RG: “We sack them the day before payday and get someone else.”

BL: I see. And I assume all the hardware is nicked as well?…

RG: “Obviously.”

BL: And the paint?…

RG: “Yep. All nicked.”

BL: By kids?

RG: “Well, it’s a little more complicated than that.”

BL: Okay then, by kids "holding you hostage" in a getaway car?

RG: “Basically, yes.”


THE GUITAR IN USE

So there you have it. That’s how Gitt make remarkable guitars for remarkable prices. But how does it feel standing on stage with a guitar which has ‘Gitt’ on the headstock, and ‘Esquat Custom’ in massive letters on the body? Well, at first you feel a little self-conscious, what with the brand still being so obscure. And interestingly, the control plate is not screwed to the body – it’s held on with Velcro, so when you bash the switch with vigour, the plate falls out and dangles around your knees. If you don’t like the idea of that, get the Standard model. Apparently the Standard has a traditional screw-on plate, and Velcro is a luxury appointment for the Custom only. Also, the fretboard dot markers are not strictly glued in. They’re made of chewing gum, which can shrink slightly as it dries, and that can make them loose. They don’t fall out under normal use, but I lost one when I tried a scissor kick in the first number. I did get it back though.

So there’s more to think about than with, say, a Fender Telecaster or a Fender Esquire, which does not have Velcro or chewing gum fittings. The other major noticeable is the size of the guitar. It’s small. Probably only around four fifths the size of a Fender Tele. I asked Ron Gitt the reason for this…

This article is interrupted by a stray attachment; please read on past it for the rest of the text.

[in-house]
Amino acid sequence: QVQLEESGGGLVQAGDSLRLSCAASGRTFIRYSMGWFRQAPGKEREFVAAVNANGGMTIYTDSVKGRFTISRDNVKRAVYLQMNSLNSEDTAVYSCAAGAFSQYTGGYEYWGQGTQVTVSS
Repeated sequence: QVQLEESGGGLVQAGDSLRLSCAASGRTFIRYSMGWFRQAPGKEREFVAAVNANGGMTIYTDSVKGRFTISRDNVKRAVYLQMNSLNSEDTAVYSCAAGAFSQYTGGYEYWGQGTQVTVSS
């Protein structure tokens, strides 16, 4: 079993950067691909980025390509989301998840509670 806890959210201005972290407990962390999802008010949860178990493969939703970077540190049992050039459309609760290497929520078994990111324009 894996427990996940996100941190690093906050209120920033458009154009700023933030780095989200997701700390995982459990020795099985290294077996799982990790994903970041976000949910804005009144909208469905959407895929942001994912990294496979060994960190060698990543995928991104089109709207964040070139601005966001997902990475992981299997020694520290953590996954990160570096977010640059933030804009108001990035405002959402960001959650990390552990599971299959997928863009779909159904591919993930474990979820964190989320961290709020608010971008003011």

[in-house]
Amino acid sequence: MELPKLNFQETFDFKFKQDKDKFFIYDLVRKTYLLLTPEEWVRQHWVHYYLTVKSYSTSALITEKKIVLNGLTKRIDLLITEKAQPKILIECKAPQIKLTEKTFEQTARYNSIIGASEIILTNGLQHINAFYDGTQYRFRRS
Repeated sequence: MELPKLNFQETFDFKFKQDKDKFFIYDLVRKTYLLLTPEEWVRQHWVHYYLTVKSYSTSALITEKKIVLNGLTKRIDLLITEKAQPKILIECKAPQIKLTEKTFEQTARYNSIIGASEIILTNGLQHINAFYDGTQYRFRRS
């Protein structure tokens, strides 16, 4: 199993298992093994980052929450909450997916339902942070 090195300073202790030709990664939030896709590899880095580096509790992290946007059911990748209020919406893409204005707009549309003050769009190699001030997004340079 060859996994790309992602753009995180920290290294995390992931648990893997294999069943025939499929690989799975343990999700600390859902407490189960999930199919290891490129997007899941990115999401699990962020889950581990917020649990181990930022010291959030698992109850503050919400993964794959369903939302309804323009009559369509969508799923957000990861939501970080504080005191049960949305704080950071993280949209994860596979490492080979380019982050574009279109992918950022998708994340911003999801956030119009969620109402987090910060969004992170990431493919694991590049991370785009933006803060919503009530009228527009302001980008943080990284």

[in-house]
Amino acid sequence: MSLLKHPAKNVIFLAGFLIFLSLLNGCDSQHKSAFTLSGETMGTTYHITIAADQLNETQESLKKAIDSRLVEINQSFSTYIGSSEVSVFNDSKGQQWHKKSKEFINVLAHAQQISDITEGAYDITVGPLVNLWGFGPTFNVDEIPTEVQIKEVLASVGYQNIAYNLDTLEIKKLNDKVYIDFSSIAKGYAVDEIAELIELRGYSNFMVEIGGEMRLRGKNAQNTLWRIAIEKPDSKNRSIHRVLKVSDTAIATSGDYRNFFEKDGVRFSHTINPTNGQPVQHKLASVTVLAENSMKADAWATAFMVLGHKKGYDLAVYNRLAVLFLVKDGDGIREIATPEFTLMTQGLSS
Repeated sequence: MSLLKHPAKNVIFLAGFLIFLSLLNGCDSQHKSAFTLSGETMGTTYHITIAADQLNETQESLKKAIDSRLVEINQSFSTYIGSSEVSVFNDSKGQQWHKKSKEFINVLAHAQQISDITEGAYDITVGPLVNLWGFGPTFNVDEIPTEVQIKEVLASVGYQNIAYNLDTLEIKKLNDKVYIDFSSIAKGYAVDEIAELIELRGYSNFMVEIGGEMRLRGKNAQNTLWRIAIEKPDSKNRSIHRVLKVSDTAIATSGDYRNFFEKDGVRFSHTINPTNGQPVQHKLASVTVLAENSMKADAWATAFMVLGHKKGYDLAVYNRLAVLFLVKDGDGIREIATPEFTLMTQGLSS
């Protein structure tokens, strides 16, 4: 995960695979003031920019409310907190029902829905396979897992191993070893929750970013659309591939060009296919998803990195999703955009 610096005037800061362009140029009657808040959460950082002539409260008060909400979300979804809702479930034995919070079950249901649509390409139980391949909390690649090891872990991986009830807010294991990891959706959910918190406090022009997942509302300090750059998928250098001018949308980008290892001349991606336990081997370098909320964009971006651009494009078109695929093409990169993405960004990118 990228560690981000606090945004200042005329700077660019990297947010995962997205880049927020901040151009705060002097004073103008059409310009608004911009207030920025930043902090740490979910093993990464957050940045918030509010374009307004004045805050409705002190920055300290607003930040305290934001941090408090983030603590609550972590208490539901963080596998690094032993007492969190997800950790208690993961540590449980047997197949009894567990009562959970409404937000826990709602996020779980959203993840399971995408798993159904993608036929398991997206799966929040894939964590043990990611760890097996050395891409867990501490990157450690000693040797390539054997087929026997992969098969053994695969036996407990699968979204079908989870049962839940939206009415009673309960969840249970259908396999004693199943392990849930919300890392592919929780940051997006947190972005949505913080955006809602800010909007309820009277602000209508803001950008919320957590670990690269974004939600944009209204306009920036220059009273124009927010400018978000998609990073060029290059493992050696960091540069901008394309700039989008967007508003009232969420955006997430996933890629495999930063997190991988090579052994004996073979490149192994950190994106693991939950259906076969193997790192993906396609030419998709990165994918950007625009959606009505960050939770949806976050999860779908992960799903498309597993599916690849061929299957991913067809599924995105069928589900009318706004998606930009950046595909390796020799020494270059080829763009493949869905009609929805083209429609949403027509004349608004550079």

RG: “Well, the thing that really gave me the idea to start making guitars was a that I was offered a consignment of Telecaster cases for £1 each. All brand new, beautiful green lining – couldn’t believe it! So I bought all 3,000 of them. But when I went to sell them on, I realised the problem…”

BL: You couldn’t fit a Telecaster into them?

RG: “No, you could fit a Telecaster into them.”

BL: But you had to take it to pieces first?

RG: “Yep – and saw the body in half. Which most dealers and players considered impractical. So I decided to make my own Telecasters to put in the cases, and solve the problem. Obviously, the guitars had to be small, because the cases were small.”

I didn’t find the small size too serious a problem though, and once the special finish starts to work its charm on the audience and they fall in love with you, whether or not you’re playing a full-sized guitar is the last thing on your mind. Gitt call the finish used on my guitar Magic Black, but the model is also available in Magic Gold. Ron won’t tell me what the finishing process is, and I’m not sure I want to know anyway, but you can’t deny there is a magnetism exuded by the deep, rich blackness. You do instantly think: “Yeah, whoever owns that guitar is SOME dude, or SOME chick!” And then, strangely, you start to fall in love with the player. I’ve already fallen very deeply in love with myself. But it’s odd, because the audience don’t scream, or clap any more than usual… indeed, my audience didn’t clap at all, and they threw floorboards at me. But somehow you know it's all just playful, and that they’re in love with you. I can’t really explain it. All I can say is try a Gitt Esquat Custom for yourself, and it’ll all make sense.

UPDATE: Since I prepared this article, Ron Gitt has been arrested, charged, tried and imprisoned for offences too numerous to list. Currently, then, the Gitt inventory is as follows…
  • 4 Gitt Esquat Customs (2 Magic Black, 2 Magic Gold) in cases – including mine.
  • 6 Gitt Esquat Standards (5 Magic Gold, 1 Magic Mushroom – Magic Black not available on the Standard) in cases.
  • 2 Gitt Micro Bass Customs (both Magic Black) in cases.
  • 2988 Gitt cases with no guitars in them.

UPDATE 2: Ron Gitt has now escaped and production has re-commenced - although on what sort of scale, and at what sort of quality, it is not known.

This article is for entertainment purposes only. Stealing trees and encouraging kids to drive trucks and cars is illegal. All characters and products are fictional, and characters expressly do not represent any real beings, living or dead.